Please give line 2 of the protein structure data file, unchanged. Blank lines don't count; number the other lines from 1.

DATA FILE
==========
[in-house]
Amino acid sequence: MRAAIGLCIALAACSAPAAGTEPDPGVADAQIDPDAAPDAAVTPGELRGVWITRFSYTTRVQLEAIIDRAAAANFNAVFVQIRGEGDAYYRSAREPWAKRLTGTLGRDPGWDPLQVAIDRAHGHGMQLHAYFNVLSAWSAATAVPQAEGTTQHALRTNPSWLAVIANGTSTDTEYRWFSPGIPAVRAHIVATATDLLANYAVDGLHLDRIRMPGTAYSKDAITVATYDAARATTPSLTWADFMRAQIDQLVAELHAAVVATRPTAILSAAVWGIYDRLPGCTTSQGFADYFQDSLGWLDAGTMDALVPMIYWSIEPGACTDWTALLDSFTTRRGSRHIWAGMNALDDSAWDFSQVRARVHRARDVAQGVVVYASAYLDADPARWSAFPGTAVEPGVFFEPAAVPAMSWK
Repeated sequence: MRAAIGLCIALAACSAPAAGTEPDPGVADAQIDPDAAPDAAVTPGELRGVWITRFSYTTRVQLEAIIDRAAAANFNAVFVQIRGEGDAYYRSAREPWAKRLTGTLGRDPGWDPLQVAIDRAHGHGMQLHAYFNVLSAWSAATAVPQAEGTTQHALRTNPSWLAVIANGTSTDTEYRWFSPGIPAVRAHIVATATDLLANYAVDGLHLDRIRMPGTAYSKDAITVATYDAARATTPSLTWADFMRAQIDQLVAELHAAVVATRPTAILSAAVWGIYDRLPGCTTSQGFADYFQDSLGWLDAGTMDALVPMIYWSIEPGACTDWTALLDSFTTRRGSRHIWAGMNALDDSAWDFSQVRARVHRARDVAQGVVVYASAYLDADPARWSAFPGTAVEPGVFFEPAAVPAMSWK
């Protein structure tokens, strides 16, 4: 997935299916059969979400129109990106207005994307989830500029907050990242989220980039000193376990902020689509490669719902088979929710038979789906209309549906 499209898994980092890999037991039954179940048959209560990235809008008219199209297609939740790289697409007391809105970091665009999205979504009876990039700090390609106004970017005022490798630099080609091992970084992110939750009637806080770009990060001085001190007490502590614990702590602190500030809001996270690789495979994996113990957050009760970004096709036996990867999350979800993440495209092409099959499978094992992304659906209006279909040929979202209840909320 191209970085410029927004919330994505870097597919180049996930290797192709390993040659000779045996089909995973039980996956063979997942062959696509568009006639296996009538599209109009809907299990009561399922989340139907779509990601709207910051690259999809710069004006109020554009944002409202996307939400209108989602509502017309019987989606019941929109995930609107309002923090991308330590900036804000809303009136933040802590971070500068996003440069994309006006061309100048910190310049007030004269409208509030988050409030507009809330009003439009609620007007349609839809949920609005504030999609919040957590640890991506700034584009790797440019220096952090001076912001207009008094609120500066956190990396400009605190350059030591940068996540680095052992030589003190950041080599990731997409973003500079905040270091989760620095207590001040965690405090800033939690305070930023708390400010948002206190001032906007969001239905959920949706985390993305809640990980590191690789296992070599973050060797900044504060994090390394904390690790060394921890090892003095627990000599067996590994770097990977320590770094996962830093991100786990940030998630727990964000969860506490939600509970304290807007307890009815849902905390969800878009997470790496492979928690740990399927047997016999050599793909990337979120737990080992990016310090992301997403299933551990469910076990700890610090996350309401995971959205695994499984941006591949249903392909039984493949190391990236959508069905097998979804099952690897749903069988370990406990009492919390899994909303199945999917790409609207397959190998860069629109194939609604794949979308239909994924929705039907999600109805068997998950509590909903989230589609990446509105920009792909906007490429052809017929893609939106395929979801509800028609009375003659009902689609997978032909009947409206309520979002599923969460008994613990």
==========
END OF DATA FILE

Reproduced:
Amino acid sequence: MRAAIGLCIALAACSAPAAGTEPDPGVADAQIDPDAAPDAAVTPGELRGVWITRFSYTTRVQLEAIIDRAAAANFNAVFVQIRGEGDAYYRSAREPWAKRLTGTLGRDPGWDPLQVAIDRAHGHGMQLHAYFNVLSAWSAATAVPQAEGTTQHALRTNPSWLAVIANGTSTDTEYRWFSPGIPAVRAHIVATATDLLANYAVDGLHLDRIRMPGTAYSKDAITVATYDAARATTPSLTWADFMRAQIDQLVAELHAAVVATRPTAILSAAVWGIYDRLPGCTTSQGFADYFQDSLGWLDAGTMDALVPMIYWSIEPGACTDWTALLDSFTTRRGSRHIWAGMNALDDSAWDFSQVRARVHRARDVAQGVVVYASAYLDADPARWSAFPGTAVEPGVFFEPAAVPAMSWK